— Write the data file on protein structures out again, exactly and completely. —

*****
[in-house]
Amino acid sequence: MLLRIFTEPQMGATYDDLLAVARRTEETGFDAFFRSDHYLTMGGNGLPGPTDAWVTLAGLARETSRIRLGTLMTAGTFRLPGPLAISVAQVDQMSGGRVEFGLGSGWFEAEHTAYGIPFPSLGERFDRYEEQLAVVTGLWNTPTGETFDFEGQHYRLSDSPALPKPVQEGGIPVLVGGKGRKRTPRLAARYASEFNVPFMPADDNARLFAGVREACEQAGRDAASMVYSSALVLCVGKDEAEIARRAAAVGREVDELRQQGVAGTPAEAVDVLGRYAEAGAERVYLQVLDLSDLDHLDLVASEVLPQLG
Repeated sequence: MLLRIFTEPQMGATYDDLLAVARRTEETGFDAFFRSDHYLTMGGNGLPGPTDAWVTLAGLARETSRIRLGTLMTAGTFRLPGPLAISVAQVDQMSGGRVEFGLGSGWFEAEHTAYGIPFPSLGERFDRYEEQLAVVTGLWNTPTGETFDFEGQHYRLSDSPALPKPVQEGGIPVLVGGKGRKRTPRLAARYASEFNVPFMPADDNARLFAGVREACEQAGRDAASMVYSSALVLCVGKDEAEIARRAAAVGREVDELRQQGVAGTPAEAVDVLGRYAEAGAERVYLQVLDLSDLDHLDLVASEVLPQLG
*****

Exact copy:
[in-house]
Amino acid sequence: MLLRIFTEPQMGATYDDLLAVARRTEETGFDAFFRSDHYLTMGGNGLPGPTDAWVTLAGLARETSRIRLGTLMTAGTFRLPGPLAISVAQVDQMSGGRVEFGLGSGWFEAEHTAYGIPFPSLGERFDRYEEQLAVVTGLWNTPTGETFDFEGQHYRLSDSPALPKPVQEGGIPVLVGGKGRKRTPRLAARYASEFNVPFMPADDNARLFAGVREACEQAGRDAASMVYSSALVLCVGKDEAEIARRAAAVGREVDELRQQGVAGTPAEAVDVLGRYAEAGAERVYLQVLDLSDLDHLDLVASEVLPQLG
Repeated sequence: MLLRIFTEPQMGATYDDLLAVARRTEETGFDAFFRSDHYLTMGGNGLPGPTDAWVTLAGLARETSRIRLGTLMTAGTFRLPGPLAISVAQVDQMSGGRVEFGLGSGWFEAEHTAYGIPFPSLGERFDRYEEQLAVVTGLWNTPTGETFDFEGQHYRLSDSPALPKPVQEGGIPVLVGGKGRKRTPRLAARYASEFNVPFMPADDNARLFAGVREACEQAGRDAASMVYSSALVLCVGKDEAEIARRAAAVGREVDELRQQGVAGTPAEAVDVLGRYAEAGAERVYLQVLDLSDLDHLDLVASEVLPQLG